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Doctor Strange in the Multiverse of Madness

Critic:

Alasdair MacRae

|

Posted on:

5 May 2022

Film Reviews
Doctor Strange in the Multiverse of Madness
Directed by:
Sam Raimi
Written by:
Michael Waldron
Starring:
Benedict Cumberbatch, Xochitl Gomez, Elizabeth Olsen, Chiwetel Ejiofor, Benedict Wong, Rachel McAdams
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Doctor Strange (Benedict Cumberbatch) is tasked with stopping the mysterious entity hunting the newly minted multiverse travelling hero America Chavez (Xochitl Gomez). To do so he consults friend and foe alike as the fate of the multiverse hangs in the balance.

 

Everything, everywhere… Opening up the MCU to the multiverse allows for all sorts of hijinks, in-jokes and new possibilities. But that means homework. And the onus isn’t just on the audience this time. In order to expand it means that the filmmakers feel obliged to include reminders that characters have baggage because they vanished for five years thanks to Thanos, and the easiest way to do that is to say it explicitly. Catch-up moments like this are incredibly tedious to sit through.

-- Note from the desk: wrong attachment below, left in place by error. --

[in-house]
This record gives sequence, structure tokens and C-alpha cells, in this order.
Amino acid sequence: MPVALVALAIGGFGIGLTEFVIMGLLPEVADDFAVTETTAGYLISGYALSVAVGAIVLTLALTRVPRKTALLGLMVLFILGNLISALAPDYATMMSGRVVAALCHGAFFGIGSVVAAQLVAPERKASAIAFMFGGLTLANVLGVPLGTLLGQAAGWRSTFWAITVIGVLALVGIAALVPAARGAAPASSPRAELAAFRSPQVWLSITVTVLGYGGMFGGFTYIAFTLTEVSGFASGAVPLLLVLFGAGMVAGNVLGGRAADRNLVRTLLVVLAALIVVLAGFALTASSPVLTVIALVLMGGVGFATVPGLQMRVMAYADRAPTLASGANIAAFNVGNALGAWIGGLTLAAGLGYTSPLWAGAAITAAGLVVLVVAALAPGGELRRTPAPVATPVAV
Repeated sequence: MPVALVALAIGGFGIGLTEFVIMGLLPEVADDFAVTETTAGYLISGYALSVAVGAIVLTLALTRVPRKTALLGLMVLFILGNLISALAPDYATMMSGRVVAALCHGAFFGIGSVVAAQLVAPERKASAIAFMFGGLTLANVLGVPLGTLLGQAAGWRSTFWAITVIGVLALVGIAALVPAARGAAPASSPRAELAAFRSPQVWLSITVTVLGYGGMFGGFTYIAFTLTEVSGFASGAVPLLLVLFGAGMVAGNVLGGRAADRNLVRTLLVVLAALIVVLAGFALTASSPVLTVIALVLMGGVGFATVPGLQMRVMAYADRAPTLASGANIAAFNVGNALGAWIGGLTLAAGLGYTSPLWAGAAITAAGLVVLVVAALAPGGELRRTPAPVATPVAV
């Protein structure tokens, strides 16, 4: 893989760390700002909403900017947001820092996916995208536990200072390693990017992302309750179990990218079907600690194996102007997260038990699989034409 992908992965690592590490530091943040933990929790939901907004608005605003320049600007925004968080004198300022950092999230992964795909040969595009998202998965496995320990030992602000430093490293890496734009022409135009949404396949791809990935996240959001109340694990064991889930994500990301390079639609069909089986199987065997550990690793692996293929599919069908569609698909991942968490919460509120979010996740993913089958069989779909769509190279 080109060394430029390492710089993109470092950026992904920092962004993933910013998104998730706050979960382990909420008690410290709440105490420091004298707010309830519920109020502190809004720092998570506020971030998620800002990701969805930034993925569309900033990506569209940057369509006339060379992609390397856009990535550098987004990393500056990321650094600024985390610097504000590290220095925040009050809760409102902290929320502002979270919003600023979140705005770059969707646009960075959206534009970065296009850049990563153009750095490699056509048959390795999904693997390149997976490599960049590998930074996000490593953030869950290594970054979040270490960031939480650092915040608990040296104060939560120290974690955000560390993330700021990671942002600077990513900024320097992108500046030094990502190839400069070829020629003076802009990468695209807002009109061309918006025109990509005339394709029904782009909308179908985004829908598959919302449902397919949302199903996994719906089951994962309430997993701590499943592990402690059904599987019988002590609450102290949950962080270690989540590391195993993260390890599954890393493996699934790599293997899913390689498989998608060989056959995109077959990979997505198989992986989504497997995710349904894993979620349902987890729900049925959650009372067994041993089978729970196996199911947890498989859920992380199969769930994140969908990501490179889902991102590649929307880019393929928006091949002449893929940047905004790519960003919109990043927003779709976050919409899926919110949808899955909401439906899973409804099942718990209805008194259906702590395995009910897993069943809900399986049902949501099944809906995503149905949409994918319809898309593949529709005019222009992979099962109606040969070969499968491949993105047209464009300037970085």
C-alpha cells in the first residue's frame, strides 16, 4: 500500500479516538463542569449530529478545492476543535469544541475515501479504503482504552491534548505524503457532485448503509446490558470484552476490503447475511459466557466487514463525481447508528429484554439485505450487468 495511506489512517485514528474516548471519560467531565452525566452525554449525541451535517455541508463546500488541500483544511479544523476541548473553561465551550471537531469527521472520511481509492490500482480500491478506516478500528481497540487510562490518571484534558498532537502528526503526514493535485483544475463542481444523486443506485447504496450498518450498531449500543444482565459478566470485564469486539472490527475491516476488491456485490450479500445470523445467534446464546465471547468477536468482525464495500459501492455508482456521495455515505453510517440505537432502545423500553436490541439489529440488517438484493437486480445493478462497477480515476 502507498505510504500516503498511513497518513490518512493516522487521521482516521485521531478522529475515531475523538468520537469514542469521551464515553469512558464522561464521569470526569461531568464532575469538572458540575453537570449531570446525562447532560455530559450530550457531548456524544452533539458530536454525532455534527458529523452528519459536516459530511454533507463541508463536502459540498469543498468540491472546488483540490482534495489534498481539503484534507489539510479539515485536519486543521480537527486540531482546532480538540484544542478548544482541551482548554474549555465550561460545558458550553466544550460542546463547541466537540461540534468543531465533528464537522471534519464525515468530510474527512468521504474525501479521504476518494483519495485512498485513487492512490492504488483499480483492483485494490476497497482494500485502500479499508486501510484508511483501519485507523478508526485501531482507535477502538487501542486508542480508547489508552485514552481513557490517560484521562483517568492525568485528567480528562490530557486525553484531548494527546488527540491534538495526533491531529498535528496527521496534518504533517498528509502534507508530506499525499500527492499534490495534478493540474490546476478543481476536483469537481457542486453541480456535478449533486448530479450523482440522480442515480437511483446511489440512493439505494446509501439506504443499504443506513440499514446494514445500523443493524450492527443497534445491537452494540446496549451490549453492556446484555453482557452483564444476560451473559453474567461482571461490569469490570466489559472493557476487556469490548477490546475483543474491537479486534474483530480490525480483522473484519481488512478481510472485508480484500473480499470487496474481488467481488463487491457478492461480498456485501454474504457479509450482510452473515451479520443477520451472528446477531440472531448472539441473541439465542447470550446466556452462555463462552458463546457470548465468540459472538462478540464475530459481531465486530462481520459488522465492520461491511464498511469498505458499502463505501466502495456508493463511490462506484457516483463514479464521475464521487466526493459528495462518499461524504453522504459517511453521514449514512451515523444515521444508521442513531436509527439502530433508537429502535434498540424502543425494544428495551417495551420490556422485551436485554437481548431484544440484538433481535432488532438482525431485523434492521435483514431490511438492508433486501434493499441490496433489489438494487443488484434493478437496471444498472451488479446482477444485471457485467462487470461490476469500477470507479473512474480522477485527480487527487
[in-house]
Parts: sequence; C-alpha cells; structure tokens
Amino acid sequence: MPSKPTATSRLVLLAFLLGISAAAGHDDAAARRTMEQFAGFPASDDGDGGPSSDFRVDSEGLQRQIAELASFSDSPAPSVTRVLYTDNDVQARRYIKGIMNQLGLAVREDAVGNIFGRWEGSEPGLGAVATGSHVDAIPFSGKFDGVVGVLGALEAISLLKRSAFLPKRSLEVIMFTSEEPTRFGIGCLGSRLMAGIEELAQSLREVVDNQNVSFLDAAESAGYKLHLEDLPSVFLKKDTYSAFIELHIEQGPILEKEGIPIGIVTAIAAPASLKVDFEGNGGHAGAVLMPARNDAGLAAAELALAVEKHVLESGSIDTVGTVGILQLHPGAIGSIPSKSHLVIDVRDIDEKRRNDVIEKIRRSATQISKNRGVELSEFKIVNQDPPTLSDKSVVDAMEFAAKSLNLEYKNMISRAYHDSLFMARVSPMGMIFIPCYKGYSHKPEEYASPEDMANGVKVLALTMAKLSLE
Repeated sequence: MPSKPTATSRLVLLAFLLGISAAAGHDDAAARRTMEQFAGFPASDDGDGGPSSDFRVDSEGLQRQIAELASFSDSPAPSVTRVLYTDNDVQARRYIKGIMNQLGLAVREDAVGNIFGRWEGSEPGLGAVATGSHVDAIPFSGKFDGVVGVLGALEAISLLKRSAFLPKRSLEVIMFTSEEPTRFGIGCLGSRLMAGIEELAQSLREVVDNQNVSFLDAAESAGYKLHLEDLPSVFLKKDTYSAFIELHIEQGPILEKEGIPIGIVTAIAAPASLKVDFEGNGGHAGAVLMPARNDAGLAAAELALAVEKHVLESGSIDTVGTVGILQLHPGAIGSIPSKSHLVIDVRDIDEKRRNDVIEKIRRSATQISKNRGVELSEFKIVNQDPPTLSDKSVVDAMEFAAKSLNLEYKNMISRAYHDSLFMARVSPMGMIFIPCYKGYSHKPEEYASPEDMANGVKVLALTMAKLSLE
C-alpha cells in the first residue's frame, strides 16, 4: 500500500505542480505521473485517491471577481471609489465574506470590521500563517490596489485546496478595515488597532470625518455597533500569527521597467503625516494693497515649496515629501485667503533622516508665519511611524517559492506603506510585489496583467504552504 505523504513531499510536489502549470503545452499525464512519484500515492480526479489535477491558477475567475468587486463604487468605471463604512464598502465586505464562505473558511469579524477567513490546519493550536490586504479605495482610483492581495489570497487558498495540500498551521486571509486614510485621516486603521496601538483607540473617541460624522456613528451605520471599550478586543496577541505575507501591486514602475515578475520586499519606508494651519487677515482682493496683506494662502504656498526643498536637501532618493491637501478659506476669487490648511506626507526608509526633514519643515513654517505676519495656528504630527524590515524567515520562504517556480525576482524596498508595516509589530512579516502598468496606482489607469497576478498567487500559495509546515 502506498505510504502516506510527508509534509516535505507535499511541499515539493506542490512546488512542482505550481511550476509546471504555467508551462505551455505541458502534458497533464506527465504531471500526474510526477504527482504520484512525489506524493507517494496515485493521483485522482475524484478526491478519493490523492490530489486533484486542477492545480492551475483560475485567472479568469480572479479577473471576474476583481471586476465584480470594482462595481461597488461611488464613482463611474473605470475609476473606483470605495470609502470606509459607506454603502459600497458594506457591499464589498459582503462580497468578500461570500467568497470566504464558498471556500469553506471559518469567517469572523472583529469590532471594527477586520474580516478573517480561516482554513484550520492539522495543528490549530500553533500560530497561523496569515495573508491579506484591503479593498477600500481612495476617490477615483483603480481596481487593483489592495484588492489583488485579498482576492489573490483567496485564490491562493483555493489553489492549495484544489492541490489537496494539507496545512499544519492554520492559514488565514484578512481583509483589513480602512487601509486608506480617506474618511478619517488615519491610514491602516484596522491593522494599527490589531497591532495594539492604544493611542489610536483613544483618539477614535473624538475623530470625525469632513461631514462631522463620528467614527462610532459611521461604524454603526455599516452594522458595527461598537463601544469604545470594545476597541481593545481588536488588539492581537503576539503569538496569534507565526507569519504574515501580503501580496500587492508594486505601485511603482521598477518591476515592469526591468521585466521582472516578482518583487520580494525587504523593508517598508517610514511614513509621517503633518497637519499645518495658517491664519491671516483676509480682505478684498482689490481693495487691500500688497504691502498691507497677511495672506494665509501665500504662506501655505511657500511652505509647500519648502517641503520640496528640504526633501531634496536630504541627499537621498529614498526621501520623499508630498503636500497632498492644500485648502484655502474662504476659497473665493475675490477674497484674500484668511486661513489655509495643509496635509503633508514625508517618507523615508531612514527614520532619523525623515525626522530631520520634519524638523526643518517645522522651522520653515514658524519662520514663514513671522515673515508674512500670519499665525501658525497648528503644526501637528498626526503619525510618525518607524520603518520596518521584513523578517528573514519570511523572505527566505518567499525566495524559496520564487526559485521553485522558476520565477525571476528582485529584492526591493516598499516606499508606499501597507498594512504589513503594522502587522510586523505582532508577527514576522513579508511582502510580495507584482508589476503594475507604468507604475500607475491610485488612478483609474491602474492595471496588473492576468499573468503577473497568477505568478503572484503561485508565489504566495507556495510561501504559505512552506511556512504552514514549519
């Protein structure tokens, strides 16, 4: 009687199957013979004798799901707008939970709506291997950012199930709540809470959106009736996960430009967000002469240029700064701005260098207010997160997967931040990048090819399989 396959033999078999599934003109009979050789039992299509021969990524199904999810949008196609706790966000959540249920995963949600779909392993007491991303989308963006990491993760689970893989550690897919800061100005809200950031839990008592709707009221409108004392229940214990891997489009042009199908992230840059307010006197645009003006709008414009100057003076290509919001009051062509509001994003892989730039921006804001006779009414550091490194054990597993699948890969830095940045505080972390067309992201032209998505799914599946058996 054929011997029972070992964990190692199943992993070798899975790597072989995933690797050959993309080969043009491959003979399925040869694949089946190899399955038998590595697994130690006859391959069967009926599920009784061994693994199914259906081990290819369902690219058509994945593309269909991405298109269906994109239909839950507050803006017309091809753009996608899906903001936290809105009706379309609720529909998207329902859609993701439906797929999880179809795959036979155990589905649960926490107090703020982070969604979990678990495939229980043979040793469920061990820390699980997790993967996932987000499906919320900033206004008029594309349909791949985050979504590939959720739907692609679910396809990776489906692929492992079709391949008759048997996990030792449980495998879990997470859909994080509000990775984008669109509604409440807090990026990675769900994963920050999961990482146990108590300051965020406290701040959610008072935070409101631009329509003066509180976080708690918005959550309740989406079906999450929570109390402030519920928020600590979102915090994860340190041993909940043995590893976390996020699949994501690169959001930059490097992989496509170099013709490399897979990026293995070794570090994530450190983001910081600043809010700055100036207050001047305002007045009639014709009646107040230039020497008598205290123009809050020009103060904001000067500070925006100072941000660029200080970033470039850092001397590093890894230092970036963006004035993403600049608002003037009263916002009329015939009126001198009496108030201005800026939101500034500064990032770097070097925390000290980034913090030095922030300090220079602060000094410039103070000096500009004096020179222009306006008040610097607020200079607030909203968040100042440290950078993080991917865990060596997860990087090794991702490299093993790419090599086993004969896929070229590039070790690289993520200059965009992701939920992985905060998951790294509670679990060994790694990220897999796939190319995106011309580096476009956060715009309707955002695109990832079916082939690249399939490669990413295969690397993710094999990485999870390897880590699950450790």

Once the paperwork is filed away though, the reins are taken off and director Sam Raimi is turned loose to create his own new visionary work. Well, not quite. The script feels hampered so that it can fit into the overarching multi-film and series spanning narrative, and there is still a tendency to conform to the MCU’s desired aesthetic of the grey-brown sludge palette with noticeable compositing issues.

 

But when Raimi wrestles control his presence is clearly felt. This fulfils the promise of an MCU spin-on a horror film. For one he injects a huge amount of red into proceedings. Then there is the familiar imagery of contorting bodies, hands and eyes, lots of eyes. Strange and co. travel through haunted houses filled with moving portraits, mirrors and mist. Whispering voices encircle and snarl. Violence and death are more graphically shown onscreen in a way unlike any of the previous twenty-odd films in the series. The camera twists, rolls and lurches in typical Raimi fashion. And there is a sense of playfulness that the director brings with him. Strange’s powers for instance feel more creative. In one standout sequence he duels with notes lifted off of sheet music, offering composer Danny Elfman something interesting to play with. And of course there is a nice Bruce Campbell cameo.

 

Doctor Strange in the Multiverse of Madness is easily one of the better films in the MCU. Unquestionably, Raimi raises the profile of Feige’s cinematic universe. He may just be a contractor doing a job but his presence is felt in the creepy twists and turns of this outlandish adventure. As the MCU desperately tries to legitimise itself, this proves that simply bringing in an auteur director and putting them on the assembly line isn’t the magic fix it thinks it is.

About the Film Critic
Alasdair MacRae
Alasdair MacRae
Theatrical Release